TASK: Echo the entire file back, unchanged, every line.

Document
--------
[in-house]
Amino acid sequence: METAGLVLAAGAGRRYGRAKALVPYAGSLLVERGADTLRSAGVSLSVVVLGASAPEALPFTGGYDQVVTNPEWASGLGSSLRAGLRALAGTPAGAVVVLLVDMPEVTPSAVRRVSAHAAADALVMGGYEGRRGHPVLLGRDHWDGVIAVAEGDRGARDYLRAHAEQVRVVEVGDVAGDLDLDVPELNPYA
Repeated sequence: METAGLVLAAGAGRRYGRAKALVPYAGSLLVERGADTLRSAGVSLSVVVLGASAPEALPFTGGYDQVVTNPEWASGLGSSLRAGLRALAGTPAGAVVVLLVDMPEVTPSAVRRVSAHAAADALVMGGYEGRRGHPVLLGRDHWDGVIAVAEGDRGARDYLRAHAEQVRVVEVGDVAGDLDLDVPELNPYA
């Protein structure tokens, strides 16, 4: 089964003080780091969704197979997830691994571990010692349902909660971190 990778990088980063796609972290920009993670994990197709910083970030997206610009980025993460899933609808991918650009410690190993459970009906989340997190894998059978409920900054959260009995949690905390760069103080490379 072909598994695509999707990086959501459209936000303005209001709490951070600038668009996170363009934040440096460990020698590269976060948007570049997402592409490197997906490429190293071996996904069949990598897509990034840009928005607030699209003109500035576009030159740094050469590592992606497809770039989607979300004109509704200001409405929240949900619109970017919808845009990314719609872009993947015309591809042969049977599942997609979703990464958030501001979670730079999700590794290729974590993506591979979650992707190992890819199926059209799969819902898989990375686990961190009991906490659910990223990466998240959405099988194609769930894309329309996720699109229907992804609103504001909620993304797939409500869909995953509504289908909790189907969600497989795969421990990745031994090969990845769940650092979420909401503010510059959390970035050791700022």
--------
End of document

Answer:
[in-house]
Amino acid sequence: METAGLVLAAGAGRRYGRAKALVPYAGSLLVERGADTLRSAGVSLSVVVLGASAPEALPFTGGYDQVVTNPEWASGLGSSLRAGLRALAGTPAGAVVVLLVDMPEVTPSAVRRVSAHAAADALVMGGYEGRRGHPVLLGRDHWDGVIAVAEGDRGARDYLRAHAEQVRVVEVGDVAGDLDLDVPELNPYA
Repeated sequence: METAGLVLAAGAGRRYGRAKALVPYAGSLLVERGADTLRSAGVSLSVVVLGASAPEALPFTGGYDQVVTNPEWASGLGSSLRAGLRALAGTPAGAVVVLLVDMPEVTPSAVRRVSAHAAADALVMGGYEGRRGHPVLLGRDHWDGVIAVAEGDRGARDYLRAHAEQVRVVEVGDVAGDLDLDVPELNPYA
């Protein structure tokens, strides 16, 4: 089964003080780091969704197979997830691994571990010692349902909660971190 990778990088980063796609972290920009993670994990197709910083970030997206610009980025993460899933609808991918650009410690190993459970009906989340997190894998059978409920900054959260009995949690905390760069103080490379 072909598994695509999707990086959501459209936000303005209001709490951070600038668009996170363009934040440096460990020698590269976060948007570049997402592409490197997906490429190293071996996904069949990598897509990034840009928005607030699209003109500035576009030159740094050469590592992606497809770039989607979300004109509704200001409405929240949900619109970017919808845009990314719609872009993947015309591809042969049977599942997609979703990464958030501001979670730079999700590794290729974590993506591979979650992707190992890819199926059209799969819902898989990375686990961190009991906490659910990223990466998240959405099988194609769930894309329309996720699109229907992804609103504001909620993304797939409500869909995953509504289908909790189907969600497989795969421990990745031994090969990845769940650092979420909401503010510059959390970035050791700022």